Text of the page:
“So I had a conversation with Roland, I told him that I respect him and honor him, but that the film was a total disaster. I asked Roland to trust me and outlined what I intended to do. I told him all the changes I wanted to make, and said how I was going to cut large portions of the Josemaria story; but it is not only a re-edit, I am going to remake the film, I am going to change the storyline. I wanted to change many things, I even wanted to change the color of the film because it was in sepia tones and I felt that was too boring. I was going to change the music of the film4, I said: ‘If you don’t like it, you can say James you are a total piece of s–t.’ Then he ensured me that the film was entirely in my hands, entirely on my shoulders. Of course, I was consulting with Roland on a daily basis, but in the end it would be my vision of the film.”
“The following 6 months after this, it was me in the editing room. I got to work with Rob [Folk] on instructing him with the music that I wanted to have for the film. One of my main roles for the music was to have a follow on from The Mission and try to have music that was going to be as close as possible to The Mission, because in many ways I saw that these two films were very similar. So I began this process of re-inventing the film. The conclusion was that we cut over 50 minutes of the film, we brought back 20 minutes of deleted scenes, and we changed the storyline. Our priest became a supporting character, we brought in brand new sound effects and re-edited the sound, we re-colored the film frame by frame, we essentially made a completely new film with the same characters.”
4The new score was to be provided by Robert Folk, who discussed his experiences of the film in a previous exclusive interview.
The Final Cut
“By this point, Roland had not seen the new film. Obviously we were speaking daily and discussing things and I was sending him DVDs on how we were progressing, but not the final film. Before we showed the film to Roland, we showed the film to Opus Dei and the Opus Dei heads. At first they rejected the film, because it was completely different to what they had intended, and totally different from what they wanted to have made; they didn’t like the film. By this moment our financial exposure had grown to $23 million, we had screened the film in a lot of Catholic communities and the reaction had been great, people had shown major support, so we came back to Opus Dei and said; ‘We disagree with your opinion because everybody else is giving the film acclaim.’”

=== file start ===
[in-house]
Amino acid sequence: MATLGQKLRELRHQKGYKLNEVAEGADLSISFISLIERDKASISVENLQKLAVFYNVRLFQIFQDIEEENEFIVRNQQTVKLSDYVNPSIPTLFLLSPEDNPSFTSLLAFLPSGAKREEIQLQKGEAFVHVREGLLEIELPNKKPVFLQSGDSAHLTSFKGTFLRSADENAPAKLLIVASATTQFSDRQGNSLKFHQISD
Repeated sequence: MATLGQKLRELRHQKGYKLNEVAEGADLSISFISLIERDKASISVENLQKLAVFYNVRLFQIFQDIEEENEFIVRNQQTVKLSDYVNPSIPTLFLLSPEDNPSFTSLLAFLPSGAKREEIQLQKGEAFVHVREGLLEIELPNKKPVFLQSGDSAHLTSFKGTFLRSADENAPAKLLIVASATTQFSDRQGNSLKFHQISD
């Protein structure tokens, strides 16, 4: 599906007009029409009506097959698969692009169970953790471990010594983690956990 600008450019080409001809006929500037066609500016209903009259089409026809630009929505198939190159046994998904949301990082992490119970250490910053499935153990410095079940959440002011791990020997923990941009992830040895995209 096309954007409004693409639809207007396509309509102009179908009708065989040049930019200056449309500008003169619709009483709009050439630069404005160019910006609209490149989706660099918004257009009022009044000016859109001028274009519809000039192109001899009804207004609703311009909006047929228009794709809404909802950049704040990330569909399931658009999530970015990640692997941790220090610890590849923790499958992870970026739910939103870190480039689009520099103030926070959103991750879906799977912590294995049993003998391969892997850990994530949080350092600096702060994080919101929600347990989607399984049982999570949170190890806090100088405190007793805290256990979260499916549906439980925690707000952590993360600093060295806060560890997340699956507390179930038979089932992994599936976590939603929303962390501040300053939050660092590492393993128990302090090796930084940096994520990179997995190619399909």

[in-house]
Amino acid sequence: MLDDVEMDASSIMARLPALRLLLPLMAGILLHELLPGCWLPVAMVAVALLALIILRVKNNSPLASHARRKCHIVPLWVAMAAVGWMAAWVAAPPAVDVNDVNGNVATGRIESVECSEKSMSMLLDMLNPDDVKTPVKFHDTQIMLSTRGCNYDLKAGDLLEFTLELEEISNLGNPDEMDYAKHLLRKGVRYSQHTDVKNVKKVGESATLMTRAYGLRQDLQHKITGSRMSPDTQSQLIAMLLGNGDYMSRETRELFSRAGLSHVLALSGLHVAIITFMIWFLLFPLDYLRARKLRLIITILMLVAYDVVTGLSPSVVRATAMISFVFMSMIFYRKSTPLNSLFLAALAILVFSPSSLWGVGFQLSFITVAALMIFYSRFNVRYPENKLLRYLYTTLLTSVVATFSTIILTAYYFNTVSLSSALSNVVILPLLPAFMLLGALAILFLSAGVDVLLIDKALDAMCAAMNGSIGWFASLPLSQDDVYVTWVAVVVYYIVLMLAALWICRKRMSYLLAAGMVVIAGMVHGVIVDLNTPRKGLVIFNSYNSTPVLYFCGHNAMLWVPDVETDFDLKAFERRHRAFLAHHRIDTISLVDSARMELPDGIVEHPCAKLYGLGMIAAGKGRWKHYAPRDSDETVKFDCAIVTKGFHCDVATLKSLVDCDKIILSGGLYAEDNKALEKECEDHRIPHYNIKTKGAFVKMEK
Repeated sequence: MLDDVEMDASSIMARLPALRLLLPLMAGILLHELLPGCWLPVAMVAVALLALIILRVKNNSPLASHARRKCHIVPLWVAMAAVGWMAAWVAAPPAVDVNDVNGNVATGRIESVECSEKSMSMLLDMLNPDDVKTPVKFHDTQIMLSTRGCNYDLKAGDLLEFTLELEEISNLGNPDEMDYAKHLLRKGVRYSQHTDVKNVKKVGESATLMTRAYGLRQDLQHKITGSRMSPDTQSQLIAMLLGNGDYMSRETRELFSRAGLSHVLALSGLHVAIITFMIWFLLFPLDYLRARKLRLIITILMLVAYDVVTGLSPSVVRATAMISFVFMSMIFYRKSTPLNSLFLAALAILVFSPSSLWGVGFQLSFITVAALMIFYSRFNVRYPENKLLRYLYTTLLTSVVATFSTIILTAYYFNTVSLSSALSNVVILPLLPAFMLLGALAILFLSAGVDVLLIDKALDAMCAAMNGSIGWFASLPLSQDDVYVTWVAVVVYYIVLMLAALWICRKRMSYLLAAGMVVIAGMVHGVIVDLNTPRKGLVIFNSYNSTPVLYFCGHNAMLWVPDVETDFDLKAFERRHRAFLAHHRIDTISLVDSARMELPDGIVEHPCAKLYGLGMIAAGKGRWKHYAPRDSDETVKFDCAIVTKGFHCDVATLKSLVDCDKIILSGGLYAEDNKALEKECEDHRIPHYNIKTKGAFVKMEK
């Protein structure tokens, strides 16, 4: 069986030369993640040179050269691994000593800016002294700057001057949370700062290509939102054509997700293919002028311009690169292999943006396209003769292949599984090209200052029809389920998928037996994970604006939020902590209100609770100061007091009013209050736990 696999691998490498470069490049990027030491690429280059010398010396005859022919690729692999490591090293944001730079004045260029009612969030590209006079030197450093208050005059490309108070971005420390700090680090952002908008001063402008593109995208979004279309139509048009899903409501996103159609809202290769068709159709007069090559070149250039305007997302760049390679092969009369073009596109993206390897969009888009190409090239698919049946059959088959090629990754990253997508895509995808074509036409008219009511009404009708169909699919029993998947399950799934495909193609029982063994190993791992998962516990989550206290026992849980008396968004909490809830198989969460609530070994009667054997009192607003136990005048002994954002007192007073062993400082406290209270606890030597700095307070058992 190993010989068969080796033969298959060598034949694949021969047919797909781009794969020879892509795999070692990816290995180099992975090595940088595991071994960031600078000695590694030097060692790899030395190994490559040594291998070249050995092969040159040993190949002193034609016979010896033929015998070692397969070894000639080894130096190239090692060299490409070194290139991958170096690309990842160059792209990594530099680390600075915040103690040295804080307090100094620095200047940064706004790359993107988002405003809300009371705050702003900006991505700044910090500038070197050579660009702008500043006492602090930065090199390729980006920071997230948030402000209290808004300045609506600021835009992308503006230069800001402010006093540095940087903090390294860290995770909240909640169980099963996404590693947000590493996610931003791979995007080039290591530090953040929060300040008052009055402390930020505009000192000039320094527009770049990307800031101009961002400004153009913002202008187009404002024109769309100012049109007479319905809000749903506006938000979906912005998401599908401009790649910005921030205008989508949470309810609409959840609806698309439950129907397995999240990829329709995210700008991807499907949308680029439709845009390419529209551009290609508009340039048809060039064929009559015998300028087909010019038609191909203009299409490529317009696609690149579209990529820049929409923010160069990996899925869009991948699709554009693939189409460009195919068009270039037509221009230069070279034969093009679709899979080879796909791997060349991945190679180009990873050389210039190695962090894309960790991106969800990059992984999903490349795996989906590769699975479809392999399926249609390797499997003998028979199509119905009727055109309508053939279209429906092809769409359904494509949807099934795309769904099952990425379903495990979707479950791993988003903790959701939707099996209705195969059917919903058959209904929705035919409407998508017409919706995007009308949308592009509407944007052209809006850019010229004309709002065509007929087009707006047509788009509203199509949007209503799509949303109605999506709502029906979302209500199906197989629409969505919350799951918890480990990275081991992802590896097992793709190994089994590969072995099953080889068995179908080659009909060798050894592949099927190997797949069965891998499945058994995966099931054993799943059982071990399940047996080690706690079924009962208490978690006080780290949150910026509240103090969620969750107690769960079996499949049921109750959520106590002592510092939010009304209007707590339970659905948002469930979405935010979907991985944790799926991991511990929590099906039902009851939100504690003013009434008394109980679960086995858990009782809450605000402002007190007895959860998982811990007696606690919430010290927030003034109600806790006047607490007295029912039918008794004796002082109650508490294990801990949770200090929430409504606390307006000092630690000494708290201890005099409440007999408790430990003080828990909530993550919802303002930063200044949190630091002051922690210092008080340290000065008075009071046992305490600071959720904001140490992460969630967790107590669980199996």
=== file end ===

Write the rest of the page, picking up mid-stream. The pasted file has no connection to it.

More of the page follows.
“Eventually we arranged to show the film to members of Opus Dei in Mexico City, and they loved it. We agreed that the new version, although different from what was intended, still had merit for Opus Dei, and was actually portraying a very positive image of them. So once this had been agreed, I invited Roland to L.A because I wanted him to see it on a big screen, so we prepared a screening room for him. Of course I was very nervous because the film had his name on it and I really wanted him to like it, and he loved it. He said that the film was better than he ever intended, so I could breathe at that moment.”
“By now it was considered a locked film, so we began our worldwide press junket to promote the film. We went to over ten countries, particularly Latin American locations, and we screened the film to over 5000 people. At this point I can safely say everyone loves the film, we have yet to receive a single word of negative feedback, so I am very proud of that, as is Roland. Now we are prepping a major release for the film because it deserves it. I would say this has been a very unique journey, because I don’t think many people can say a film was totally re-made to give it a totally new life. I consider the film to be my baby, because it has become my vision. But this is still Roland Joffe’s film; he made it on set, and I made it in the editing room.”
“25 years later, after that first experience of mentor to child, we are now working together as equals.”
There Be Dragons: Secrets of Passion is currently awaiting an international release date.
This article was first posted on August 4, 2012